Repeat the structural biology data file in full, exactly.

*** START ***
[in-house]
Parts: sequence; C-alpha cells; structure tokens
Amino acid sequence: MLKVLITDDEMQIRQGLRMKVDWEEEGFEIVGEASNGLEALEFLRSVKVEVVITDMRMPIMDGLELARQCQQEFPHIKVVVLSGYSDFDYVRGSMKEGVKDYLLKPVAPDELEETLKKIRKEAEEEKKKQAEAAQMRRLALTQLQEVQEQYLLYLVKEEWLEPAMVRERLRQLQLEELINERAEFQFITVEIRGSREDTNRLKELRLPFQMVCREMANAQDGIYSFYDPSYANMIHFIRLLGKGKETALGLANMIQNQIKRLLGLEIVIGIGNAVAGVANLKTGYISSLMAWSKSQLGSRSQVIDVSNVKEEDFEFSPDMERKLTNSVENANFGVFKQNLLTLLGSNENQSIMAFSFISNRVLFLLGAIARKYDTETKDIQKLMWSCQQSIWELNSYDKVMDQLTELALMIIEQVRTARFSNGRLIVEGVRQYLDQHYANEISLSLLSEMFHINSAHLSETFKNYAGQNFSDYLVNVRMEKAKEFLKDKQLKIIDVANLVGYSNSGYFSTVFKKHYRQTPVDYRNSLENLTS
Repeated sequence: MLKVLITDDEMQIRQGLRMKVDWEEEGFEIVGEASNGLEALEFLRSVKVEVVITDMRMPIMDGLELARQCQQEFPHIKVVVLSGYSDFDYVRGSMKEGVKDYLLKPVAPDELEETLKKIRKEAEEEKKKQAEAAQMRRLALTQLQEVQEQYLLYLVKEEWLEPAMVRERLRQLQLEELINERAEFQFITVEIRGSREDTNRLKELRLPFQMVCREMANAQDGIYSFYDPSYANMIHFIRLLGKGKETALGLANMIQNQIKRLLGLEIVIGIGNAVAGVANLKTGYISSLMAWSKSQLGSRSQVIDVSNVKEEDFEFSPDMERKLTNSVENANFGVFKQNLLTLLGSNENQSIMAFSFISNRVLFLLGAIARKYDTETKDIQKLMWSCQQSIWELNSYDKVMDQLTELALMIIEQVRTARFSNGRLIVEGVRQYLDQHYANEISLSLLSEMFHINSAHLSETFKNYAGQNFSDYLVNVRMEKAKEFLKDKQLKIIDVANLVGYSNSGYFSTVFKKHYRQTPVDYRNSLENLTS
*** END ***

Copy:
[in-house]
Parts: sequence; C-alpha cells; structure tokens
Amino acid sequence: MLKVLITDDEMQIRQGLRMKVDWEEEGFEIVGEASNGLEALEFLRSVKVEVVITDMRMPIMDGLELARQCQQEFPHIKVVVLSGYSDFDYVRGSMKEGVKDYLLKPVAPDELEETLKKIRKEAEEEKKKQAEAAQMRRLALTQLQEVQEQYLLYLVKEEWLEPAMVRERLRQLQLEELINERAEFQFITVEIRGSREDTNRLKELRLPFQMVCREMANAQDGIYSFYDPSYANMIHFIRLLGKGKETALGLANMIQNQIKRLLGLEIVIGIGNAVAGVANLKTGYISSLMAWSKSQLGSRSQVIDVSNVKEEDFEFSPDMERKLTNSVENANFGVFKQNLLTLLGSNENQSIMAFSFISNRVLFLLGAIARKYDTETKDIQKLMWSCQQSIWELNSYDKVMDQLTELALMIIEQVRTARFSNGRLIVEGVRQYLDQHYANEISLSLLSEMFHINSAHLSETFKNYAGQNFSDYLVNVRMEKAKEFLKDKQLKIIDVANLVGYSNSGYFSTVFKKHYRQTPVDYRNSLENLTS
Repeated sequence: MLKVLITDDEMQIRQGLRMKVDWEEEGFEIVGEASNGLEALEFLRSVKVEVVITDMRMPIMDGLELARQCQQEFPHIKVVVLSGYSDFDYVRGSMKEGVKDYLLKPVAPDELEETLKKIRKEAEEEKKKQAEAAQMRRLALTQLQEVQEQYLLYLVKEEWLEPAMVRERLRQLQLEELINERAEFQFITVEIRGSREDTNRLKELRLPFQMVCREMANAQDGIYSFYDPSYANMIHFIRLLGKGKETALGLANMIQNQIKRLLGLEIVIGIGNAVAGVANLKTGYISSLMAWSKSQLGSRSQVIDVSNVKEEDFEFSPDMERKLTNSVENANFGVFKQNLLTLLGSNENQSIMAFSFISNRVLFLLGAIARKYDTETKDIQKLMWSCQQSIWELNSYDKVMDQLTELALMIIEQVRTARFSNGRLIVEGVRQYLDQHYANEISLSLLSEMFHINSAHLSETFKNYAGQNFSDYLVNVRMEKAKEFLKDKQLKIIDVANLVGYSNSGYFSTVFKKHYRQTPVDYRNSLENLTS